MPs have warned the attitude of HM Revenue and Customs towards its controversial loan charge was "wreaking havoc" on taxpayers, amid claims of homelessness, deaths, and other hardships allegedly caused by its demands.
The Loan Charge All-Party Parliamentary Group published its latest survey report yesterday (November 5) in which more than 2,000 people believed to be facing the loan charge detailed how it, and the taxman's pursuit of its payment, had impacted their lives.
According to the survey, carried out between October 23 and October 28, one in six respondents are yet to receive settlement figures from HMRC detailing how much is owed, and a third have still not been formally notified of the charge by the taxman.
When approached by FTAdviser HMRC maintained more than 99 per cent of "customers" who had provided the relevant information by the April 2019 deadline had now received settlement calculations, as of August 31.
The MPs' report found more than 60 families were believed to have lost their homes as a result of the loan charge and two respondents reported they had been made homeless.
Further respondents said they had "seriously considered" suicide facing the charge and the parliamentary group also received reports of alleged miscarriages due to the stress of the situation.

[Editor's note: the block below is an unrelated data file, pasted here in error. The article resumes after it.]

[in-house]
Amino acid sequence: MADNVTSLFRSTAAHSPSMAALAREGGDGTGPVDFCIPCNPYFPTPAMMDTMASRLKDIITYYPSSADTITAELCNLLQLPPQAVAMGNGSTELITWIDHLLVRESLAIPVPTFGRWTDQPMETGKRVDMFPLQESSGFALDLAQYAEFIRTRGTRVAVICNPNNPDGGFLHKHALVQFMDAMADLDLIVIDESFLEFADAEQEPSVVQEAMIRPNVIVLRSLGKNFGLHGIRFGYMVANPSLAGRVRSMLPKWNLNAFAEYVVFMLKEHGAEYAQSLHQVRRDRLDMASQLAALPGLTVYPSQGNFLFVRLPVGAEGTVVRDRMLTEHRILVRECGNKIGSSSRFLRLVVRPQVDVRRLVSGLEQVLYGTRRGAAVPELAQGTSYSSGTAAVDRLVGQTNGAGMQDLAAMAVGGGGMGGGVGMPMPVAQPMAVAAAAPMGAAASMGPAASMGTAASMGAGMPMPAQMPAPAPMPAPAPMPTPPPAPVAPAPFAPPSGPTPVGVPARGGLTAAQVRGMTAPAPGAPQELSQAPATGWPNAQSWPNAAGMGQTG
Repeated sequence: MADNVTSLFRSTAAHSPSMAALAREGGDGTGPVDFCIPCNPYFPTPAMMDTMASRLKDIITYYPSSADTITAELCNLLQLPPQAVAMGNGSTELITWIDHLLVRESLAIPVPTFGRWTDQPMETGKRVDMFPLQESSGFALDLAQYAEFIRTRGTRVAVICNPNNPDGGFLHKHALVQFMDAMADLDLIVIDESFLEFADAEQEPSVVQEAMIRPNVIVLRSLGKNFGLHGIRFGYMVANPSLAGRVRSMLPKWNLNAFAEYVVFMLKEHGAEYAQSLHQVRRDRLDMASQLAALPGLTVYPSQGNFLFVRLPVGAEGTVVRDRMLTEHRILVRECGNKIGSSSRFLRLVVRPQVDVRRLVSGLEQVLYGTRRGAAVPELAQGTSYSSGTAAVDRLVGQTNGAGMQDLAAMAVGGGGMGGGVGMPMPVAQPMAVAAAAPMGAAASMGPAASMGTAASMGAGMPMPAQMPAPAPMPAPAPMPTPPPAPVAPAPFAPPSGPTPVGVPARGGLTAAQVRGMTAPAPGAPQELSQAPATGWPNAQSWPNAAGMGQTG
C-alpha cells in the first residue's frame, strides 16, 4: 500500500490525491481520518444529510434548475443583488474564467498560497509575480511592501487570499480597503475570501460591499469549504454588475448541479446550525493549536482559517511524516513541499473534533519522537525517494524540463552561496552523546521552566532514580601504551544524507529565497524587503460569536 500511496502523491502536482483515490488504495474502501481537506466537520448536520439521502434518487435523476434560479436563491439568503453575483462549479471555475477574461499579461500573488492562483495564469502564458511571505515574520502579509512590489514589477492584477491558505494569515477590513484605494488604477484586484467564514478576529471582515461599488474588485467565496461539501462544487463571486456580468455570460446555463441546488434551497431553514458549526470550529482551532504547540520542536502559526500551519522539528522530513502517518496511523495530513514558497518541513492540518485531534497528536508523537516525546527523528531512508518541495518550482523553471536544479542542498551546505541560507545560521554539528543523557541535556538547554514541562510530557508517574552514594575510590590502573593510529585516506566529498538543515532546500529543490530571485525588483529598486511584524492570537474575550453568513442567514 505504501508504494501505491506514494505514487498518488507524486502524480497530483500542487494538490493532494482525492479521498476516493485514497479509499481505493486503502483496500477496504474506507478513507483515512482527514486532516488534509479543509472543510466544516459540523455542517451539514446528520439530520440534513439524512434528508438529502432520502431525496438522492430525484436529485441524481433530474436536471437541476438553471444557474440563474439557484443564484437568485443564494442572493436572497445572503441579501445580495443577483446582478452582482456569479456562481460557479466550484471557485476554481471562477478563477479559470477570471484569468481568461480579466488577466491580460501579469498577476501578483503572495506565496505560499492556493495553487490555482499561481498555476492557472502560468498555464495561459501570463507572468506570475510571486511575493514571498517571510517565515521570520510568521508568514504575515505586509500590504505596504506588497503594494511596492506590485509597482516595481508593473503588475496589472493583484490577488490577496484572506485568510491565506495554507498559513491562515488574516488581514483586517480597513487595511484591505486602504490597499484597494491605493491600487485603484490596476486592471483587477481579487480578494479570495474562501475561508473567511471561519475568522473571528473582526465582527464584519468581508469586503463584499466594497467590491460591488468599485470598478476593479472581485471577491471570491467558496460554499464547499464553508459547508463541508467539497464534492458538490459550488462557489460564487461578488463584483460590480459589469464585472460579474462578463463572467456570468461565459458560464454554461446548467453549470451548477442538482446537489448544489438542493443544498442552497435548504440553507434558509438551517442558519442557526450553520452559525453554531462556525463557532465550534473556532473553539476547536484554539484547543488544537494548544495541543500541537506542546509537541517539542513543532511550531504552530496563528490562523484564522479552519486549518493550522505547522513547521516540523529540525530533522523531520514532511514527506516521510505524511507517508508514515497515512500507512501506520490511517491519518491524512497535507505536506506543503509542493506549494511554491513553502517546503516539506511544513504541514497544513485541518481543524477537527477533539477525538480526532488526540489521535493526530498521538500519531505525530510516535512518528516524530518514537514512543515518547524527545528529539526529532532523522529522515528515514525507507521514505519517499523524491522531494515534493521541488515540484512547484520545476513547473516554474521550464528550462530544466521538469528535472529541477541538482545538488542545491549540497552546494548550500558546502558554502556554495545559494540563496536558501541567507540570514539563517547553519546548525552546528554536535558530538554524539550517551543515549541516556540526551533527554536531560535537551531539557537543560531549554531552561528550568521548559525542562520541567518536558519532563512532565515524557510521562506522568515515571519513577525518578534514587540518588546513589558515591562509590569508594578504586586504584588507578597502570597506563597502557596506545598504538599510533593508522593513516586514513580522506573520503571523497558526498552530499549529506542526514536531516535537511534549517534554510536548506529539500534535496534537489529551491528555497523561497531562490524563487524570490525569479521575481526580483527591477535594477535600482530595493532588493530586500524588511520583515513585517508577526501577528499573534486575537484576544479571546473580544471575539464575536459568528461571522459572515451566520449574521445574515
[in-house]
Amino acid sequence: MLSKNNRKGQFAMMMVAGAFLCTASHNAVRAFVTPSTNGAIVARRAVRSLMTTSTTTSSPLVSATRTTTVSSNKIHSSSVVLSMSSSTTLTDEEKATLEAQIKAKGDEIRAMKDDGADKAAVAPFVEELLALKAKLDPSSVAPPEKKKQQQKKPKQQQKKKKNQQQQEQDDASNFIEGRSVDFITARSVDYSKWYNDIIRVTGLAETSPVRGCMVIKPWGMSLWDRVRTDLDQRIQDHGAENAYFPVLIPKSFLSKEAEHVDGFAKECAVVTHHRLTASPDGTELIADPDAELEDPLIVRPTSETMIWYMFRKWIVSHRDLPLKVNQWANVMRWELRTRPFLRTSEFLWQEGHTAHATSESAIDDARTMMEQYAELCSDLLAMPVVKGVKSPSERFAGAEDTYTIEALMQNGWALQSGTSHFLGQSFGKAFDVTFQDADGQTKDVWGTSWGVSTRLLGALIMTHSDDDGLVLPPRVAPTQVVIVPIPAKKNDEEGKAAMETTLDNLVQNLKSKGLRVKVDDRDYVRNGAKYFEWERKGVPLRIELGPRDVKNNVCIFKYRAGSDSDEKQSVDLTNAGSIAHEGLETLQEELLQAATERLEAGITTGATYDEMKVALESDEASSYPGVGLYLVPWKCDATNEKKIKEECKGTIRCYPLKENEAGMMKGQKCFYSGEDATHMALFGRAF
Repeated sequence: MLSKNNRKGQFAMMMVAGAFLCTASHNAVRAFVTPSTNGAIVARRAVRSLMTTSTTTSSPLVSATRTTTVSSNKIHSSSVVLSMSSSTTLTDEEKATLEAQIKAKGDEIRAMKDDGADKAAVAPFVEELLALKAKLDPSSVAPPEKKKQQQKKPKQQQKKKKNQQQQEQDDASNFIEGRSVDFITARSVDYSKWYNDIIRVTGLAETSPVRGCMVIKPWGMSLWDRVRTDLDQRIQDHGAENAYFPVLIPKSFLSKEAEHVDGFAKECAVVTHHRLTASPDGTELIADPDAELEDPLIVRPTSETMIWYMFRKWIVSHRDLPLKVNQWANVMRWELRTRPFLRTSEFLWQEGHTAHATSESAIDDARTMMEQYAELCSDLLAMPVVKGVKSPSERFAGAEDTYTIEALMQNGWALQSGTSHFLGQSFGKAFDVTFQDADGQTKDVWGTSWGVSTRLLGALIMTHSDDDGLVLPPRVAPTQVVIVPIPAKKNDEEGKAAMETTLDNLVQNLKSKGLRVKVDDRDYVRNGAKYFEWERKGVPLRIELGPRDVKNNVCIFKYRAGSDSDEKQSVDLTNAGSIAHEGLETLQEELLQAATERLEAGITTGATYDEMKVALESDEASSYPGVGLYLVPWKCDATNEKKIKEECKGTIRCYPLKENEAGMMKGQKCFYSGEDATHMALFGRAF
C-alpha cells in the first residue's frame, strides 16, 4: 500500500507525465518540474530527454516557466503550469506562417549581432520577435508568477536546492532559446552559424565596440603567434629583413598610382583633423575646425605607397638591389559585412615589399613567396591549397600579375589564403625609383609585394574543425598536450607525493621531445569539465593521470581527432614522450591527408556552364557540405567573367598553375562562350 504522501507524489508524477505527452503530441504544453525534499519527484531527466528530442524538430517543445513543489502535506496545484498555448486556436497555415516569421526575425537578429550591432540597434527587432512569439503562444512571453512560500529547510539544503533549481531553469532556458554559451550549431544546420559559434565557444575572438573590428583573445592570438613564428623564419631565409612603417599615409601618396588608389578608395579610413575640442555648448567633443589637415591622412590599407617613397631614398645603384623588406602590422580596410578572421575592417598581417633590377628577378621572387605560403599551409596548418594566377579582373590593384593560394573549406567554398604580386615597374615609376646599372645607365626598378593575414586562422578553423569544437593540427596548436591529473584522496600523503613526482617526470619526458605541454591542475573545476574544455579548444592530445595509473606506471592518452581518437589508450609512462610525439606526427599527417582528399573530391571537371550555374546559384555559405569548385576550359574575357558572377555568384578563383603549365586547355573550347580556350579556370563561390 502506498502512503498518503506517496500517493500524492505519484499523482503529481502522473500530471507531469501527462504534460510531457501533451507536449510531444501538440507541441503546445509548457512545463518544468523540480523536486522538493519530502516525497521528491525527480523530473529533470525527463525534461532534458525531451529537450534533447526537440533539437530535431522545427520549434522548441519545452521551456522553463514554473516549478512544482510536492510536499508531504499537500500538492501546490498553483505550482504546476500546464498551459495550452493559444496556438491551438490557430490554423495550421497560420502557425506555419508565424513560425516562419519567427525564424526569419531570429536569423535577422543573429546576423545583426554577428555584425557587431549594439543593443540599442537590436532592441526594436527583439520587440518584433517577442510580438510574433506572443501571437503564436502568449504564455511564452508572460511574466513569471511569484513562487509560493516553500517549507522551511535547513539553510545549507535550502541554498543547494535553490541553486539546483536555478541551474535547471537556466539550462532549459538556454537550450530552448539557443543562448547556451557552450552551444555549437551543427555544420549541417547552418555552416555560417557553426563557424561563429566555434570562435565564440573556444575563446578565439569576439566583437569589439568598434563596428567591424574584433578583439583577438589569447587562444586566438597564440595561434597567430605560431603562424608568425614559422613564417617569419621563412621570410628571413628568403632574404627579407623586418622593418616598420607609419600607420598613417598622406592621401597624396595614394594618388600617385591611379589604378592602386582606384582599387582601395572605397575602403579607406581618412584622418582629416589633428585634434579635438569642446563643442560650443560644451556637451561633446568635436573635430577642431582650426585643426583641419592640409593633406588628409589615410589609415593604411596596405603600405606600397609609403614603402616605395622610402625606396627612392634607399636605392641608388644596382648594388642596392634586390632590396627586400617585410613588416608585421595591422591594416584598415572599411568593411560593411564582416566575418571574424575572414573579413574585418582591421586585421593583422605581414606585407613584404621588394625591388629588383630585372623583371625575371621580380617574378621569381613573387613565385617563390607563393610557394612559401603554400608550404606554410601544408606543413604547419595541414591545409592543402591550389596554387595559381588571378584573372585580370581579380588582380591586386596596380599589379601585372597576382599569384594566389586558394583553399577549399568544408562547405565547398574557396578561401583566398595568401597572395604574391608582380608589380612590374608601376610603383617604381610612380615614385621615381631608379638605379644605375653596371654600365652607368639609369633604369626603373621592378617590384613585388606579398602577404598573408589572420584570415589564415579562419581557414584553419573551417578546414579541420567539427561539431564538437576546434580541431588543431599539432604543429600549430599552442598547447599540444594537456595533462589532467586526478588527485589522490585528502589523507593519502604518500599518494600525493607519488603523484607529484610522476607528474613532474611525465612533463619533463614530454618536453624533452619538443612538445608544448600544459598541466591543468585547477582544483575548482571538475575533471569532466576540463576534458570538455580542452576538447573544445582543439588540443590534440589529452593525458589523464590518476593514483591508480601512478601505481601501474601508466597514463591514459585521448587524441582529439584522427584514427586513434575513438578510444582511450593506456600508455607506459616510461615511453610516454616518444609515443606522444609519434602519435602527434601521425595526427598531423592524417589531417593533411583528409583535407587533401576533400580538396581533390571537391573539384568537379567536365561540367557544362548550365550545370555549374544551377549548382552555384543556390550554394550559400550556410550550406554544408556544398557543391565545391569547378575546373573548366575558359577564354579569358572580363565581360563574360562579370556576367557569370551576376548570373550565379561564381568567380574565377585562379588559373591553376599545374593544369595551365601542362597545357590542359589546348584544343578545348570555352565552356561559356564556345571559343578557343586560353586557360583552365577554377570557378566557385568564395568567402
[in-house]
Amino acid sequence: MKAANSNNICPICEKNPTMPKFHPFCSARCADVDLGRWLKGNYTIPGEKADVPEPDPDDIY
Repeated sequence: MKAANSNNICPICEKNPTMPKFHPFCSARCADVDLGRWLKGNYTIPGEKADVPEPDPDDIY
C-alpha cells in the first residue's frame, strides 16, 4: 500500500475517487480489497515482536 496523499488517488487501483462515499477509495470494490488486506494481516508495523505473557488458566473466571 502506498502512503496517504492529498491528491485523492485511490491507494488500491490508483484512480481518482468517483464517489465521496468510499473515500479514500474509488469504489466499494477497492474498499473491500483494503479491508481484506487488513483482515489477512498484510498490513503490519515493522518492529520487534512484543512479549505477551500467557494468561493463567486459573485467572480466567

The All-Party Parliamentary Group said much of the sentiment expressed in its most recent findings was similar to that published in its March survey - but where previous responses had focused on the legislation itself as the cause of distress, resentment was now growing towards HMRC's behaviour "wreaking havoc on taxpayers' lives".
The report said: "In addition to HMRC’s inadequate ‘service’ towards taxpayers, participants have continued to emphasise that they are fearful, uncertain and this is now giving rise to a growing sense of anger at the perceived unjust manner in which HMRC is treating them."
The MPs added: "The number of those participants who have claimed bankruptcy remains small. We can speculate that increased levels of bankruptcy are more likely to occur after taxpayers have signed settlement agreements.
"Nevertheless, 94 per cent of participants remain in a perpetual state of limbo not knowing what the future holds."
An HMRC spokesperson said: "The loan charge was introduced in the 2016 Finance Bill, giving scheme users three years to put their affairs right. We also wrote to all those affected by the loan charge in 2018 to encourage them to come forward ahead of the 5 April deadline this year.
"HMRC has put in more resources to deal with the large numbers of scheme users who have shown an interest in settling their affairs.
"We know that large tax assessments can cause worry and anxiety so we have put in place dedicated resources, including specially trained HMRC officers, to support customers.
"We have also set up a disguised remuneration helpline, which can provide details for vulnerable customers of organisations such as the Samaritans and Mind as appropriate, and we are committed to time to pay arrangements in respect of the loan charge, which can run for as long as the taxpayer needs."